Thursday, June 27, 2019

Plant-Based Options to Keep Mosquitos Buzzing On By

by Jamie Csizmadia

Hot temperatures have arrived in Oklahoma, and mosquitos are out in full force. Breeding in sync with the season, the increased population of this harbinger bug of summer is, not surprisingly, at odds with the human desire to be outside.

In addition to those itchy bites that interfere with family picnics, home gardening and backyard stargazing, mosquitos have the potential to carry diseases that can make people really sick; accordingly, the Centers for Disease Control and Prevention (CDC) recommends that people “avoid mosquito bites.”

One control method for mosquito bite prevention quickly gaining momentum is the use of naturally occurring plant-based compounds on the physical body and around the outdoor home environment.

Traditional Native American and folk remedies, which are historically infused with locally found plant ingredients, are a rich source for these effective mosquito-repelling compounds, and the scientific community is taking note.

“Sweet grass is a meadow grass that is native to northern climates,” says Dr. Charles Cantrell, research chemist with the U.S. Department of Agriculture. After researching sweet grass and its traditional uses, Cantrell discovered that it contains several active insect-repelling compounds. Coumarin and phytol were the standouts, and he will be testing these two compounds over time.

But one doesn’t have to be a scientist and doesn’t have to wait to experience the insect-repelling protection of nature’s plant-based compounds. The following methods for “avoiding mosquito bites” are available for our benefit right now and can be used at home, individually or together:

Plants. Native plants, like sweet grass, white sage and pinyon pine, have been used for centuries to not only repel mosquitos but to also cleanse space for ceremony. Burn wood or a small branch in an outdoor fire pit or fireplace with the above native plant of your choice to effectively protect larger areas from skin-biting insects.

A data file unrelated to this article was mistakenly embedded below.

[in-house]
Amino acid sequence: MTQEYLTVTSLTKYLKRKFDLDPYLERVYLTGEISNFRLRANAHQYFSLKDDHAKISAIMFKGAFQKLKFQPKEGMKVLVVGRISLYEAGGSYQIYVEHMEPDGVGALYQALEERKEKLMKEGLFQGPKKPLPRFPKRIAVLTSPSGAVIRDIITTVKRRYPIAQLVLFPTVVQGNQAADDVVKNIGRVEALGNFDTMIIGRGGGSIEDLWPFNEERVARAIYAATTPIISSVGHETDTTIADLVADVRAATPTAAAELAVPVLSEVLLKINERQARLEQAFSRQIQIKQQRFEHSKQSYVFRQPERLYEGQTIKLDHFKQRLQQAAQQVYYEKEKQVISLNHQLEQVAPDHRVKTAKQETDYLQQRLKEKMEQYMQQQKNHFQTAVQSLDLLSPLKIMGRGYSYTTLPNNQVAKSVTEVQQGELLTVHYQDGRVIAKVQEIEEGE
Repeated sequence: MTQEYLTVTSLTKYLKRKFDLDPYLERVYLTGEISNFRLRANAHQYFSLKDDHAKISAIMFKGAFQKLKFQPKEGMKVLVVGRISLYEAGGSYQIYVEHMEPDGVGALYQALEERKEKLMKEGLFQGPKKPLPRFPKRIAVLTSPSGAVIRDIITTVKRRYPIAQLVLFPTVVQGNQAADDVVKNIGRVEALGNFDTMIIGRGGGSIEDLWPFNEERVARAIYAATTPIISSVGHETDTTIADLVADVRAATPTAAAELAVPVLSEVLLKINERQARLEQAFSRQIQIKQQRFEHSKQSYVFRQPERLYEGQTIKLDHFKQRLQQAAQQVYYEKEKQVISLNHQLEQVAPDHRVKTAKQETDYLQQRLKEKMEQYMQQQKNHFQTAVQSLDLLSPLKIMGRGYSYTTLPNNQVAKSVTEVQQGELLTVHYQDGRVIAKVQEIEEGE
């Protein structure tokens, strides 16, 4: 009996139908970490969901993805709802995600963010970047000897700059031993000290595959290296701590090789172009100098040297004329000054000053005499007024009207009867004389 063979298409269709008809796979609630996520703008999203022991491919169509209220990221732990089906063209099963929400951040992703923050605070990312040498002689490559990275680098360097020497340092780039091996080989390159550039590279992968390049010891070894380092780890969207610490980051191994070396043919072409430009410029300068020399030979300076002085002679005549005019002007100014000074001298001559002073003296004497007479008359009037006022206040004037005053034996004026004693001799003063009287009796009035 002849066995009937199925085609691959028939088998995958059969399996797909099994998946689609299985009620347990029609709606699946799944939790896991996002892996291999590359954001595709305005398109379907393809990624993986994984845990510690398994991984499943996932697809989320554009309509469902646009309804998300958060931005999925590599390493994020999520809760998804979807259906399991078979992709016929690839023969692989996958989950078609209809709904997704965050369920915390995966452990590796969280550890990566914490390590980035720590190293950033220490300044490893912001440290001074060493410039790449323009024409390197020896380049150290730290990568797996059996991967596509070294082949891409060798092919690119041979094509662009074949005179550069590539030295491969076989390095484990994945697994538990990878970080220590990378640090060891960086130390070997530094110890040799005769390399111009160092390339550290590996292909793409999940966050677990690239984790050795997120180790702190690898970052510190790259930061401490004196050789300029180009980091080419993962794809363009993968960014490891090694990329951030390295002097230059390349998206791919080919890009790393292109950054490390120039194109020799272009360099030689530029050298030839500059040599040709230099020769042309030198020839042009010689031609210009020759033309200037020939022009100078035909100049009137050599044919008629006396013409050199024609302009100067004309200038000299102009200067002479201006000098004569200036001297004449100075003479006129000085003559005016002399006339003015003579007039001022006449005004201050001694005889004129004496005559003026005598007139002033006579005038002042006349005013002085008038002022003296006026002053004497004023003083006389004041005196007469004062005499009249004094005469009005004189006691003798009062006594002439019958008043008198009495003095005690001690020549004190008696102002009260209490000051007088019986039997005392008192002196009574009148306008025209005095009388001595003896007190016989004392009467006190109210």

Essential Oils. These mosquito-repelling oils derived from plants, like lavender, bee balm and basil, smell great and can be applied directly to the skin or infused in lotion before heading outside.

Candles. Placed in groupings near outdoor gathering areas, plant-based mosquito-repellent candles effectively repel insects, brighten dark nooks and emit a soft fragrance. Bite-lite is just one of many options made from all-natural ingredients, like spearmint and lemongrass.

Bracelets. Slip on an all-natural mosquito-repellent bracelet on your way out to garden. Invisaband is a business that infuses its bracelets with geranium extract. The bracelets have adjustable straps that let the user wear on his or her wrists, attach it to clothing or hang it on a bag.

Resin. Burned over coals within a cast iron pot, resin from the copal tree is traditionally used across the Yucatan Peninsula to repel mosquitos and ward off “bad air.” Emitting a wonderfully clean fragrance, copal resin or copal incense sticks can be placed outdoors in groupings where one gathers with friends and family.

Mosquito protection never smelled so sweet.

Jamie Csizmadia is the owner and founder of Olthia Urban Prairie Gardens, a landscape architecture firm in the heart of Oklahoma. She is also an intuitive consultant at Connect with her at